ALBUQUERQUE, N.M., -- Representatives of small businesses from all over New Mexico and as far away as California and Florida participated in the District’s annual 2013 Small Business Industry Day at its main office, Aug. 1.
“It's a great opportunity for the Albuquerque District to showcase to industry what we do and our future contracting opportunities to help us accomplish our construction, environmental and engineering projects, thus carry out our mission,” the District’s Deputy for Small Business Daniel Curado said.
The event also helped the District “expand our overall industry base, especially with small businesses, which we are required by law to set aside to a certain percentage of our prime contracts every year,” Curado said.
Participants were primarily from small businesses engaged in general construction, engineering, environmental services and operations, and maintenance of facilities. Close to 150 people registered before space ran out and registration closed. Fifty more were on the waiting list.
“Working with small business is really important,” District Commander Lt. Col. Antoinette R. Gant said in her opening remarks. “We are all about partnerships and community and growing them,” she said.
Speakers from several District sections addressed the attendees. Deputy District Engineer John D’Antonio provided an overview of the Albuquerque District including its civil works, Military and Interagency/International Support missions, its five focus areas and initiatives, and current challenges and successes.
Blaine Kemsley, chief of the IIS Project Management Section, focused on the Military and IIS Missions and said businesses need to know that many projects and contract awards in his section have a quick turnaround time.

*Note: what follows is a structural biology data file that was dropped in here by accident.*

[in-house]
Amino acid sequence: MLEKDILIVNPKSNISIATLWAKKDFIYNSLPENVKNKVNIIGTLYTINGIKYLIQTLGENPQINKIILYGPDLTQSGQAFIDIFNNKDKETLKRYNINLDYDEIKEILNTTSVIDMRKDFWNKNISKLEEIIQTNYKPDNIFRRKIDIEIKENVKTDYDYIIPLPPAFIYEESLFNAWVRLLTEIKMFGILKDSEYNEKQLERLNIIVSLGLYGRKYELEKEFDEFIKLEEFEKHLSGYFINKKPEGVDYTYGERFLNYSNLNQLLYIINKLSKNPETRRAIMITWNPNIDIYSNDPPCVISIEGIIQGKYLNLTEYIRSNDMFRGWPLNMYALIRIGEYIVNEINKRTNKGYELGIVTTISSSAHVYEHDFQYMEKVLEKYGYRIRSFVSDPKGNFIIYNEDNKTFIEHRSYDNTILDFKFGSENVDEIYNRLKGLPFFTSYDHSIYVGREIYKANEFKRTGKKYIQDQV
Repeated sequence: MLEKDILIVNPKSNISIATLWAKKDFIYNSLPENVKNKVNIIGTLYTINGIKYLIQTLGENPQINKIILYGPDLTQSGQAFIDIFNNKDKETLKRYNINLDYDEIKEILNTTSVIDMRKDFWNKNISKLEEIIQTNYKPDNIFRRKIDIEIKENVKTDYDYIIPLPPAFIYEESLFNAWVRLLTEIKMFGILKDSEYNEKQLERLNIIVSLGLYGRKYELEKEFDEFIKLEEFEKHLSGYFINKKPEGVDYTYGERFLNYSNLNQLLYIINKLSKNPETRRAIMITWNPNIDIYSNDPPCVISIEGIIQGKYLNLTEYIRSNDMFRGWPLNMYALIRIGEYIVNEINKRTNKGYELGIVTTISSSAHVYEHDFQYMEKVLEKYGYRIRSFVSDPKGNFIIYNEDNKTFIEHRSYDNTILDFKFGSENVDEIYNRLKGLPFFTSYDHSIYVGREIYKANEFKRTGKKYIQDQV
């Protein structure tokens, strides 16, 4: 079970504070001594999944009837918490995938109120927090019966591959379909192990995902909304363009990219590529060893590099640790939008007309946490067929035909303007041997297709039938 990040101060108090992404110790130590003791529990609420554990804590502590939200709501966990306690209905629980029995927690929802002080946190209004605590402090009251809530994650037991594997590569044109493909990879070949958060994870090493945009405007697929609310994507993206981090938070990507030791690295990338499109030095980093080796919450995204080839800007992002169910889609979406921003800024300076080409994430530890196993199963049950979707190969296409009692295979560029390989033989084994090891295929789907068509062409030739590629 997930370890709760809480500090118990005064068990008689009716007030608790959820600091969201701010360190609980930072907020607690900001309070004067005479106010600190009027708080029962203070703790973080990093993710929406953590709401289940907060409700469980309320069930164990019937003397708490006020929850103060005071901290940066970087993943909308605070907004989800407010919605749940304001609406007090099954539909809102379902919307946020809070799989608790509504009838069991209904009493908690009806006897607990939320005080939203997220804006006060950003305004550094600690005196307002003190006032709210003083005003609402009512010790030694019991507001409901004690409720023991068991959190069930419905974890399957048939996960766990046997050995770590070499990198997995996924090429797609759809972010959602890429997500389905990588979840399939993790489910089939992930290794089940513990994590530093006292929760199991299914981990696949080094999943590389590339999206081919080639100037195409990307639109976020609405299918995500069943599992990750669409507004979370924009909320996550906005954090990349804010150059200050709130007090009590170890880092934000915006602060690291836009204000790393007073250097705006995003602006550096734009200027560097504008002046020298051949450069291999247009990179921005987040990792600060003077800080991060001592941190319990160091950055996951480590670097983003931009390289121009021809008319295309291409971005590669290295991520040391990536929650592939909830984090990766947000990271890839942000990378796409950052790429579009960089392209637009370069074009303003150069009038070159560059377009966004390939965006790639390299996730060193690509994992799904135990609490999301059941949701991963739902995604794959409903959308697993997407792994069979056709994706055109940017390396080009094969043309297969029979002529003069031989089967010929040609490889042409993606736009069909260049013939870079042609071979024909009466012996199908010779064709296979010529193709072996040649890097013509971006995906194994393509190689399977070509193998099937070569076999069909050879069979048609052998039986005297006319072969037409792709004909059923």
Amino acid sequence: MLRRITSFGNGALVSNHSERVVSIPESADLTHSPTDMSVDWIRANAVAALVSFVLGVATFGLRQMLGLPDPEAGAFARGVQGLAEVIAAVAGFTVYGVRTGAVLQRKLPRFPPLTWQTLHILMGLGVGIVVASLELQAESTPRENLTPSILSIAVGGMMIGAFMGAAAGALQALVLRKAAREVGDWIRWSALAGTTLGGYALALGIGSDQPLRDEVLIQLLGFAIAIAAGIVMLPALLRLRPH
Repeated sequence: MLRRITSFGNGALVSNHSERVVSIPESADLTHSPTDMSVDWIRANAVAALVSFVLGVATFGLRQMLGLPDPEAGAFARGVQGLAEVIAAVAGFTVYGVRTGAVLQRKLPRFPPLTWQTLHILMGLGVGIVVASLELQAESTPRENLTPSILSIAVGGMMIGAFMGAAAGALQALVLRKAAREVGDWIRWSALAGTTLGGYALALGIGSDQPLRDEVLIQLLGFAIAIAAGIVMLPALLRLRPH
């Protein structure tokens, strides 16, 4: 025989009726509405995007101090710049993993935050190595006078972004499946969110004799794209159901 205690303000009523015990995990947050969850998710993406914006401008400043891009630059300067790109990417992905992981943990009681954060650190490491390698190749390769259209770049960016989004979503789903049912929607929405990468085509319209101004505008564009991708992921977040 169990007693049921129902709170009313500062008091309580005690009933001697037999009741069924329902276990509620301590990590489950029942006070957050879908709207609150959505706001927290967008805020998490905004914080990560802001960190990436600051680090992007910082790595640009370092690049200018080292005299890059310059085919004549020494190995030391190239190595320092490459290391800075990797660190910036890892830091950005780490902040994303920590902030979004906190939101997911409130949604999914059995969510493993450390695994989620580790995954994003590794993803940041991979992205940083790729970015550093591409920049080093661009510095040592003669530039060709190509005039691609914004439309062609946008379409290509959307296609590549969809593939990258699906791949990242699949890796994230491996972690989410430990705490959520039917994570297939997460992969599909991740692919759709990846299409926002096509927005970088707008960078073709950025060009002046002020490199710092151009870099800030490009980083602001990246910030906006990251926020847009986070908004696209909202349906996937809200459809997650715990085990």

Jeff Nelson, chief of the A/E Contracting Section, gave advice and tips on how to get architect-engineer contracts with the District. Mark Yuska, chief of the Operations Division, talked about the sometimes overlooked Operations mission which includes recreation. Unlike most of the District’s other work which is project funded, Yuska said that Operations receives congressional appropriations.
“A lot of Ops projects tend to be smaller,” Yuska said and his division uses “a lot of 8(a) businesses.”
A socially or economically disadvantaged small business that meets other certain requirements can be designated as 8(a) certified by the Small Business Administration (SBA) for nine years. During this time they are supposed to follow a detailed developmental plan developed by SBA. Being 8(a) certified allows vendors and contractors to directly negotiate 8(a) sole source contracts with federal agencies without competition within specified limitations.
Curado finished the day going over how to do business with the District and some of the resources available to small business. There are different ways the District purchases goods and services, and thus different ways for businesses to get involved.
Small businesses “are our partners and we really look forward to working with you,” D’Antonio said.
Several attendees said that it was a great opportunity to learn more about working with the Corps and networking with others and that they would likely attend next year’s event.